Pig Farm Pollution Associated with Higher Blood Pressure

Written by Katie Vann

Farm PollutionNo matter how you slice it, meat, which is laden with cholesterol and saturated fat, has been shown to contribute to a number of common ailments, such as heart disease. Alarmingly, however, a new report suggests that regardless of your food choices, simply living near a factory farm may contribute to poor health.

Earlier this week, Steve Wing, an epidemiologist and associate professor at the UNC Gillings School of Global Public Health, presented a recently published paper that finds an association between air pollution near pig farms and higher blood pressure rates among residents living around the farms.

In the study, participants living near 16 different industrial pig farms sat outside for 10 minutes, twice a day. They reported levels of factory farm-related odor and measured their blood pressure. The conclusion? The participants experienced acute blood pressure increases that could lead to chronic hypertension from the bad odors.

In a prior study, Wing detailed the symptoms experienced by North Carolina residents living near pig factory farms. The symptoms included eye irritation, wheezing, chest tightness, shortness of breath, sore throat and nausea.

The health hazards are not surprising when you consider that 168 gases are emitted from massive animal agribusiness factories, including hazardous chemicals like ammonia, hydrogen sulfide and methane.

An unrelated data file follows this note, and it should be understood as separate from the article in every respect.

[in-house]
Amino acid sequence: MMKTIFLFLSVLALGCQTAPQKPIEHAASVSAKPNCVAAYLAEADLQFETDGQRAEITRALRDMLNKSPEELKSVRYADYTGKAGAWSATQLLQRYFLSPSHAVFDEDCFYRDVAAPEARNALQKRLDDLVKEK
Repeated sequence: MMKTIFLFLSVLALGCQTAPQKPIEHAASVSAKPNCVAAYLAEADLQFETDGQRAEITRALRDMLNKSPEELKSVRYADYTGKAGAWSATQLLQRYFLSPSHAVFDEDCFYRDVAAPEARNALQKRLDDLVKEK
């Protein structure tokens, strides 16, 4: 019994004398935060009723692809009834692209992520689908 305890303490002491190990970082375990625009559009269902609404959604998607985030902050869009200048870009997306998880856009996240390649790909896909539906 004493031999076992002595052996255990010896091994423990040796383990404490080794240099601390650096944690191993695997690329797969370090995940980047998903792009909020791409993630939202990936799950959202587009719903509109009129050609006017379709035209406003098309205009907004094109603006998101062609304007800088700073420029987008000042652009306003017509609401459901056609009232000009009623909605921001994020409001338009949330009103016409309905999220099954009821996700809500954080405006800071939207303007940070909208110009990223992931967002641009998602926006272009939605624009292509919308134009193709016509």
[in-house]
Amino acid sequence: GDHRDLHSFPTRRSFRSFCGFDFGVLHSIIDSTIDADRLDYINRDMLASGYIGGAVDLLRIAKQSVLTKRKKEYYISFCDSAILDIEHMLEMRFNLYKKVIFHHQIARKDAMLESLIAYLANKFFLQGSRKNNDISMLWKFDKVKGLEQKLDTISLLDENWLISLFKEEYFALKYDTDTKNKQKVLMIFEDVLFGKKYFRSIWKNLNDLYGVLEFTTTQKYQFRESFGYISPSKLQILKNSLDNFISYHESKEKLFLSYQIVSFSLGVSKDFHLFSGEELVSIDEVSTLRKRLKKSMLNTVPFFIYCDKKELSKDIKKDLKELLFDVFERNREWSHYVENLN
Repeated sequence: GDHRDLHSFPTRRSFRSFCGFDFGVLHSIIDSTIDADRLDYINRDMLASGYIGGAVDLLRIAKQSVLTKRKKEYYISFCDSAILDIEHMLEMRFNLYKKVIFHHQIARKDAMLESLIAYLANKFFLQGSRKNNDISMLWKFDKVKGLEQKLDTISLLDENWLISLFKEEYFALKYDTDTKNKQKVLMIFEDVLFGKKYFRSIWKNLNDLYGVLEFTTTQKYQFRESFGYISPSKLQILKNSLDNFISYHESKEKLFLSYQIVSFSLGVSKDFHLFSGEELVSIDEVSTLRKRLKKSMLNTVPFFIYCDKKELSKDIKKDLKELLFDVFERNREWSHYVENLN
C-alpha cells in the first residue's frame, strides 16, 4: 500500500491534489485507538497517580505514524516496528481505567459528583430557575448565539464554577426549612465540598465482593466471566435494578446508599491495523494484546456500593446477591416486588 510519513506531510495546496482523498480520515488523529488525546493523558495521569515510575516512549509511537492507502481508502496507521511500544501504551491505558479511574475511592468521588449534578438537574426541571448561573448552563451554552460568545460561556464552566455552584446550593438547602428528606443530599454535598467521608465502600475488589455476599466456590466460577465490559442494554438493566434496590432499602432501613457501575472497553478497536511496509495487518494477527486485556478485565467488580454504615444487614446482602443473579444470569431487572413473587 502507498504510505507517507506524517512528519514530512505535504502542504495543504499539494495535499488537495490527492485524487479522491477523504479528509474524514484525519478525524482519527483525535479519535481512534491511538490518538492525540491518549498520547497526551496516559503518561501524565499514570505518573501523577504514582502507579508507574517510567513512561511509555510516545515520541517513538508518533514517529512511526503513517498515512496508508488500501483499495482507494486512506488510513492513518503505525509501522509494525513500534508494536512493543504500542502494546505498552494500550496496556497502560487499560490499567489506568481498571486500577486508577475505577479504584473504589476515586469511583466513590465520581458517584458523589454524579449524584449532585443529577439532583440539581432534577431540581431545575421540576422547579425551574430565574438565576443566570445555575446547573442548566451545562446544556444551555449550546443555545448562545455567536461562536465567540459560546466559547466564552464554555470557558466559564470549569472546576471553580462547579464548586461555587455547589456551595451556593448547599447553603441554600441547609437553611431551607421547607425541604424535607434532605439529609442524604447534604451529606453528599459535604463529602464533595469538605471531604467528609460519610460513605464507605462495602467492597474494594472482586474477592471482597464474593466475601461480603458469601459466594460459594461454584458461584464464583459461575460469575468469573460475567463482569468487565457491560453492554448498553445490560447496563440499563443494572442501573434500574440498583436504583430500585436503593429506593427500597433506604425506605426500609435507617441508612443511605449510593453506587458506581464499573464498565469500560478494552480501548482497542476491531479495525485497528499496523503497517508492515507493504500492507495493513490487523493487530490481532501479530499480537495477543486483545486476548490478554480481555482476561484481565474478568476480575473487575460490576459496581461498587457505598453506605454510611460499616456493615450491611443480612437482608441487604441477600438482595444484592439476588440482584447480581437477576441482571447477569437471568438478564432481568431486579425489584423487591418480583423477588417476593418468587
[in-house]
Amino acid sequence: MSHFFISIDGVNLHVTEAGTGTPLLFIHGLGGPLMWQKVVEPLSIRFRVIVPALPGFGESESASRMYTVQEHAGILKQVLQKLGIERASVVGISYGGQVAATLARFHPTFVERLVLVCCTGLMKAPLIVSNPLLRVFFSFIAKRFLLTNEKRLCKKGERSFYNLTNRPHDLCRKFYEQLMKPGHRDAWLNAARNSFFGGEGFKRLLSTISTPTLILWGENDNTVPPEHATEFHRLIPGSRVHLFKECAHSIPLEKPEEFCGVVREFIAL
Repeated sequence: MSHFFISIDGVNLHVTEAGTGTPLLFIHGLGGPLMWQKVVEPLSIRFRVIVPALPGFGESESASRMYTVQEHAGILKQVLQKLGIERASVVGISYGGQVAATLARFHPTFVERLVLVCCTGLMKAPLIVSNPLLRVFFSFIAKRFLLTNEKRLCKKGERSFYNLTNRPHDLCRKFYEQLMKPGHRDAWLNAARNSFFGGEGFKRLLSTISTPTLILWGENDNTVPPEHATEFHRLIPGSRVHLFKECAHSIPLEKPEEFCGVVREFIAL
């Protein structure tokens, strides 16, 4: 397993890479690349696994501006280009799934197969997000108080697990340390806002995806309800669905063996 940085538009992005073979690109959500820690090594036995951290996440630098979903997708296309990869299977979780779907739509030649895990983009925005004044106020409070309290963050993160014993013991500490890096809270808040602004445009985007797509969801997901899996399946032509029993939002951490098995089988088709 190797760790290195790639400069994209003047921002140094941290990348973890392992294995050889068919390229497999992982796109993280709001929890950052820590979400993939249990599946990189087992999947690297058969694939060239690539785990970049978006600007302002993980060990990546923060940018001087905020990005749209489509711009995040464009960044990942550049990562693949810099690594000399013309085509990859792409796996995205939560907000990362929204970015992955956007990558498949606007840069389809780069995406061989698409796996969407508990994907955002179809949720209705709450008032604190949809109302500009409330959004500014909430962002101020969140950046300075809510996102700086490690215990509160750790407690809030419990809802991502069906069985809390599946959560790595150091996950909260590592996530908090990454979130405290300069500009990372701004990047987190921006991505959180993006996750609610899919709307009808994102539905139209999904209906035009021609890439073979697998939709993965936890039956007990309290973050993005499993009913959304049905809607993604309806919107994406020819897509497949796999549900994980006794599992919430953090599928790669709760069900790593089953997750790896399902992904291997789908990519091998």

That’s what happens when you force thousands of animals to live in small spaces; the waste builds up and has to go somewhere, so these operations typically concentrate the untreated animal waste in large underground pits and outdoor manure “lagoons.” Natural disasters, such as Hurricane Sandy, can break manure lagoons, and if farmers empty the lagoons in preparation for an impending storm, the manure can quickly wash off and pollute human water supplies.

Farm Pollution

Wing’s work illustrates not only the environmental and public health issues involved with factory farming but also social justices issues; pig factory farms are often located in poor, minority communities.

How can you help? The best way to protect our own health as well as the health of animals and the public is simply leave animals off our plates. We can also speak out about these issues by talking with our elected representatives to push for strict environmental regulation (and enforcement) of factory farm pollution as well as advocate for the banning of the non-therapeutic use of antibiotics on factory farms.